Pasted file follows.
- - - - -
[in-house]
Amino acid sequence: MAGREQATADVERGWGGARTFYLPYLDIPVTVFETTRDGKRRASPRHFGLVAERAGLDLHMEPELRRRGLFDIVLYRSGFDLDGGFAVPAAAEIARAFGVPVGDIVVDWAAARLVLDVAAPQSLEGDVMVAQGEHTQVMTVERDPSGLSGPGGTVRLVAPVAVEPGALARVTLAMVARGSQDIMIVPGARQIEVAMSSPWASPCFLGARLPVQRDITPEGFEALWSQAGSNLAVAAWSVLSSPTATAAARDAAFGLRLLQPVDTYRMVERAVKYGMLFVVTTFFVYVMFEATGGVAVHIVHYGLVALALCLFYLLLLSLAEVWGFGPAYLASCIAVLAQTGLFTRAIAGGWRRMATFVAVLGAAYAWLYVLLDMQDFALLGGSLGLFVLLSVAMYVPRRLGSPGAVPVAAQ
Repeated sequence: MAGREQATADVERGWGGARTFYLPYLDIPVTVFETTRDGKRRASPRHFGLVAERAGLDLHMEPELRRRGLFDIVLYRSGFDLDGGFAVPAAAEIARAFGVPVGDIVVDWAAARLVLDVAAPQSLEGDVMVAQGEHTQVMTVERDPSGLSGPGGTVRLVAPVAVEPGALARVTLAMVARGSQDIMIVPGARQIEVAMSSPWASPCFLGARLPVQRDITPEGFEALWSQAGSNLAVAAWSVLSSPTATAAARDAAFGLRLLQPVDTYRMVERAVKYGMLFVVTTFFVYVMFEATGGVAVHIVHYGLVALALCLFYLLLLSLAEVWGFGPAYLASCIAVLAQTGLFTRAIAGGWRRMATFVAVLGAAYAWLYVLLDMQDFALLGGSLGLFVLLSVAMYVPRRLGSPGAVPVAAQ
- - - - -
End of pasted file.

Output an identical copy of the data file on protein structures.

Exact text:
[in-house]
Amino acid sequence: MAGREQATADVERGWGGARTFYLPYLDIPVTVFETTRDGKRRASPRHFGLVAERAGLDLHMEPELRRRGLFDIVLYRSGFDLDGGFAVPAAAEIARAFGVPVGDIVVDWAAARLVLDVAAPQSLEGDVMVAQGEHTQVMTVERDPSGLSGPGGTVRLVAPVAVEPGALARVTLAMVARGSQDIMIVPGARQIEVAMSSPWASPCFLGARLPVQRDITPEGFEALWSQAGSNLAVAAWSVLSSPTATAAARDAAFGLRLLQPVDTYRMVERAVKYGMLFVVTTFFVYVMFEATGGVAVHIVHYGLVALALCLFYLLLLSLAEVWGFGPAYLASCIAVLAQTGLFTRAIAGGWRRMATFVAVLGAAYAWLYVLLDMQDFALLGGSLGLFVLLSVAMYVPRRLGSPGAVPVAAQ
Repeated sequence: MAGREQATADVERGWGGARTFYLPYLDIPVTVFETTRDGKRRASPRHFGLVAERAGLDLHMEPELRRRGLFDIVLYRSGFDLDGGFAVPAAAEIARAFGVPVGDIVVDWAAARLVLDVAAPQSLEGDVMVAQGEHTQVMTVERDPSGLSGPGGTVRLVAPVAVEPGALARVTLAMVARGSQDIMIVPGARQIEVAMSSPWASPCFLGARLPVQRDITPEGFEALWSQAGSNLAVAAWSVLSSPTATAAARDAAFGLRLLQPVDTYRMVERAVKYGMLFVVTTFFVYVMFEATGGVAVHIVHYGLVALALCLFYLLLLSLAEVWGFGPAYLASCIAVLAQTGLFTRAIAGGWRRMATFVAVLGAAYAWLYVLLDMQDFALLGGSLGLFVLLSVAMYVPRRLGSPGAVPVAAQ